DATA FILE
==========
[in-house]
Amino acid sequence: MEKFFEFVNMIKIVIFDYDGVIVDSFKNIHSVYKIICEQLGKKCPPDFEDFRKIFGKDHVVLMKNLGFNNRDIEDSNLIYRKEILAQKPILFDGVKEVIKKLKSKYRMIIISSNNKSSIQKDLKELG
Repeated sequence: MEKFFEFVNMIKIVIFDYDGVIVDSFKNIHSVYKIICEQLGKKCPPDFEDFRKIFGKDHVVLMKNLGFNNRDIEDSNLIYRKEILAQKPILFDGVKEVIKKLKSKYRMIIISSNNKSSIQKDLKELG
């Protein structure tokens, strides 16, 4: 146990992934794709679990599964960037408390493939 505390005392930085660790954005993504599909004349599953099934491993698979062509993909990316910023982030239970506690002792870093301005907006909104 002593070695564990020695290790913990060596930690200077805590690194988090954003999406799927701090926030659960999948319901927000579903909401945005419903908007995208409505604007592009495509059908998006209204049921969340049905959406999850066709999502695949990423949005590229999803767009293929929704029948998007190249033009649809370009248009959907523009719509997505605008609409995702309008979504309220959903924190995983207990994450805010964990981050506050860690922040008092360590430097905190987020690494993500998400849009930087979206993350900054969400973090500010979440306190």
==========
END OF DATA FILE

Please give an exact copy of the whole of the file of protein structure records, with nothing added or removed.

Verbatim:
[in-house]
Amino acid sequence: MEKFFEFVNMIKIVIFDYDGVIVDSFKNIHSVYKIICEQLGKKCPPDFEDFRKIFGKDHVVLMKNLGFNNRDIEDSNLIYRKEILAQKPILFDGVKEVIKKLKSKYRMIIISSNNKSSIQKDLKELG
Repeated sequence: MEKFFEFVNMIKIVIFDYDGVIVDSFKNIHSVYKIICEQLGKKCPPDFEDFRKIFGKDHVVLMKNLGFNNRDIEDSNLIYRKEILAQKPILFDGVKEVIKKLKSKYRMIIISSNNKSSIQKDLKELG
């Protein structure tokens, strides 16, 4: 146990992934794709679990599964960037408390493939 505390005392930085660790954005993504599909004349599953099934491993698979062509993909990316910023982030239970506690002792870093301005907006909104 002593070695564990020695290790913990060596930690200077805590690194988090954003999406799927701090926030659960999948319901927000579903909401945005419903908007995208409505604007592009495509059908998006209204049921969340049905959406999850066709999502695949990423949005590229999803767009293929929704029948998007190249033009649809370009248009959907523009719509997505605008609409995702309008979504309220959903924190995983207990994450805010964990981050506050860690922040008092360590430097905190987020690494993500998400849009930087979206993350900054969400973090500010979440306190």